The pervasiveness of sexual assault on college and university campuses and the schools’ failures to take sexual assault seriously have resulted in recent reforms to college campus disciplinary proceedings. The federal government has largely prompted this wave of reform through Title IX, requiring schools to employ particular policies and procedures for investigating and adjudicating sexual assault as a condition of receiving federal funds. Although the federal government’s mandates may be properly motivated, these reforms are criticized because they encourage schools to enact procedures that are heavily stacked against those accused of sexual assault. Consequently, students alleging that they have been wrongfully held responsible for sexual assault violations due to flawed disciplinary procedures have brought lawsuits against their schools. Recent case law demonstrates that some schools, in an attempt to comply with Title IX, have employed procedures that are fundamentally unfair to accused students.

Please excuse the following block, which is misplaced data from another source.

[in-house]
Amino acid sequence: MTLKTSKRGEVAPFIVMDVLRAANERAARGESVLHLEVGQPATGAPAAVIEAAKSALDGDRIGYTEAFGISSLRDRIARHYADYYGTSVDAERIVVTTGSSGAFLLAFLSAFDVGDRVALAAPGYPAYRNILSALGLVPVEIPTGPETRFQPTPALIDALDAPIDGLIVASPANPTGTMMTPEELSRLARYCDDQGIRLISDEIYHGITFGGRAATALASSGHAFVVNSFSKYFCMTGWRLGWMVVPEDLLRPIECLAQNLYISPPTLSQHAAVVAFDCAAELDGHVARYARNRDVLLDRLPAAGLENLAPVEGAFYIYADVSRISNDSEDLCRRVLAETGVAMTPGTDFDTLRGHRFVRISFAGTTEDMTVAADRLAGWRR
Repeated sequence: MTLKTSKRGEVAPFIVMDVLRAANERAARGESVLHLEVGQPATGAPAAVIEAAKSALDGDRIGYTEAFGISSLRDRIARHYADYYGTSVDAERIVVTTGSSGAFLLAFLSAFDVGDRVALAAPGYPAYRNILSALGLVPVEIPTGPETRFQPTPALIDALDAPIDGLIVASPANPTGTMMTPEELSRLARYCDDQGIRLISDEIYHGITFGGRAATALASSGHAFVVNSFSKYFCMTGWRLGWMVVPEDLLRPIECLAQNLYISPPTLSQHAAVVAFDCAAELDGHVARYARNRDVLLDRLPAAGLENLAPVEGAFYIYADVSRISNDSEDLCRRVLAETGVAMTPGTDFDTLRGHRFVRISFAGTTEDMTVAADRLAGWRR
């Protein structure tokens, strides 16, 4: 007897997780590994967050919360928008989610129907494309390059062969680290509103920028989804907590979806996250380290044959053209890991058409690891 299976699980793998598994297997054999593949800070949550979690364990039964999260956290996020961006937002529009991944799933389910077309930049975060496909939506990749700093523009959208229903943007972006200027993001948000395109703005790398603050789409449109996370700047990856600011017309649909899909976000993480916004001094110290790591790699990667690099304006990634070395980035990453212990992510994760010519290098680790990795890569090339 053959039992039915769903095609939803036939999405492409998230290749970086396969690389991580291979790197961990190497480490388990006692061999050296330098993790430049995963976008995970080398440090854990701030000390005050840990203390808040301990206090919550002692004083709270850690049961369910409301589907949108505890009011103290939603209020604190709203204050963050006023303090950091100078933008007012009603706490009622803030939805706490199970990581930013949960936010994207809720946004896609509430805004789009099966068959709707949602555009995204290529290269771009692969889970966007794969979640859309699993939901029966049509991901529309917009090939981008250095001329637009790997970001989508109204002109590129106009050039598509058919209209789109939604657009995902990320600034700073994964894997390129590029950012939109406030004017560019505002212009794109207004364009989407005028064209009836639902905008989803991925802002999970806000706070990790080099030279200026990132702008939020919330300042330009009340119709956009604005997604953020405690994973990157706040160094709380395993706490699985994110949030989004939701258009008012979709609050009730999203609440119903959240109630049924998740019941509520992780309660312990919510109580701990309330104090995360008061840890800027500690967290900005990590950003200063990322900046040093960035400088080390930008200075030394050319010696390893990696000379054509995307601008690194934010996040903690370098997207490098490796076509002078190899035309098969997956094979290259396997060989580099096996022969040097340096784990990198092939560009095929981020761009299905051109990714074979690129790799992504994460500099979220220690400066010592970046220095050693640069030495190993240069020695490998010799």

This Note considers the interests involved in campus investigatory and adjudicatory systems through an analysis of recent cases and the procedural flaws that have emerged. It further evaluates procedural protections that would strike a better balance between the interests of the accusers, the accused, and the schools. In conclusion, this Note argues that in light of the recent case law, more meaningful judicial review and additional due process protections are necessary for accused students.